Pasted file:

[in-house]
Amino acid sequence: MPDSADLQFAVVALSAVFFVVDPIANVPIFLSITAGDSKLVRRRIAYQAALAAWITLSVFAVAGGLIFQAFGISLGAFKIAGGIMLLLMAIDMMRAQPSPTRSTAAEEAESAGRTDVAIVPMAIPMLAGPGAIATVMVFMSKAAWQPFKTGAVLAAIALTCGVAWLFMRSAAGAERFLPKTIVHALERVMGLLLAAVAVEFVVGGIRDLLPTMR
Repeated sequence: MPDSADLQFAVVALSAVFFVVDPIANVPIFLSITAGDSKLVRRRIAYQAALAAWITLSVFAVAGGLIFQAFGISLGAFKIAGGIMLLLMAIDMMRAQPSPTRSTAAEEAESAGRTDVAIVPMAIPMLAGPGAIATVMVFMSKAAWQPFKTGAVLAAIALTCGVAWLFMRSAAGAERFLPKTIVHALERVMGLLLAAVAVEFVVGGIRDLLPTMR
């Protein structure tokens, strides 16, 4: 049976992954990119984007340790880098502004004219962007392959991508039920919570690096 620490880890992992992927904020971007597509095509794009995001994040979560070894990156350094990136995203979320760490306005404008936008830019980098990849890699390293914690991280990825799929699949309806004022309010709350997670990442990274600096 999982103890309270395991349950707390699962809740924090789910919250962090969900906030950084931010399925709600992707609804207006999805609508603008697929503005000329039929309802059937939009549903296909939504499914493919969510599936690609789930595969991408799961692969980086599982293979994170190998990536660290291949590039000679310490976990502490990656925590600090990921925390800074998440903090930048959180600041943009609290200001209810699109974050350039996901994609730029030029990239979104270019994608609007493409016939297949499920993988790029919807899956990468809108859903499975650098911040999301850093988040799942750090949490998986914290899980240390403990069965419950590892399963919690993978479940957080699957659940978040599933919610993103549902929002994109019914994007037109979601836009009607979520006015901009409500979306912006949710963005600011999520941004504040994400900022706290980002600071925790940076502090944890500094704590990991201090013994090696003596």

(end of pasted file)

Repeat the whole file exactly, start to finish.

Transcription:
[in-house]
Amino acid sequence: MPDSADLQFAVVALSAVFFVVDPIANVPIFLSITAGDSKLVRRRIAYQAALAAWITLSVFAVAGGLIFQAFGISLGAFKIAGGIMLLLMAIDMMRAQPSPTRSTAAEEAESAGRTDVAIVPMAIPMLAGPGAIATVMVFMSKAAWQPFKTGAVLAAIALTCGVAWLFMRSAAGAERFLPKTIVHALERVMGLLLAAVAVEFVVGGIRDLLPTMR
Repeated sequence: MPDSADLQFAVVALSAVFFVVDPIANVPIFLSITAGDSKLVRRRIAYQAALAAWITLSVFAVAGGLIFQAFGISLGAFKIAGGIMLLLMAIDMMRAQPSPTRSTAAEEAESAGRTDVAIVPMAIPMLAGPGAIATVMVFMSKAAWQPFKTGAVLAAIALTCGVAWLFMRSAAGAERFLPKTIVHALERVMGLLLAAVAVEFVVGGIRDLLPTMR
């Protein structure tokens, strides 16, 4: 049976992954990119984007340790880098502004004219962007392959991508039920919570690096 620490880890992992992927904020971007597509095509794009995001994040979560070894990156350094990136995203979320760490306005404008936008830019980098990849890699390293914690991280990825799929699949309806004022309010709350997670990442990274600096 999982103890309270395991349950707390699962809740924090789910919250962090969900906030950084931010399925709600992707609804207006999805609508603008697929503005000329039929309802059937939009549903296909939504499914493919969510599936690609789930595969991408799961692969980086599982293979994170190998990536660290291949590039000679310490976990502490990656925590600090990921925390800074998440903090930048959180600041943009609290200001209810699109974050350039996901994609730029030029990239979104270019994608609007493409016939297949499920993988790029919807899956990468809108859903499975650098911040999301850093988040799942750090949490998986914290899980240390403990069965419950590892399963919690993978479940957080699957659940978040599933919610993103549902929002994109019914994007037109979601836009009607979520006015901009409500979306912006949710963005600011999520941004504040994400900022706290980002600071925790940076502090944890500094704590990991201090013994090696003596």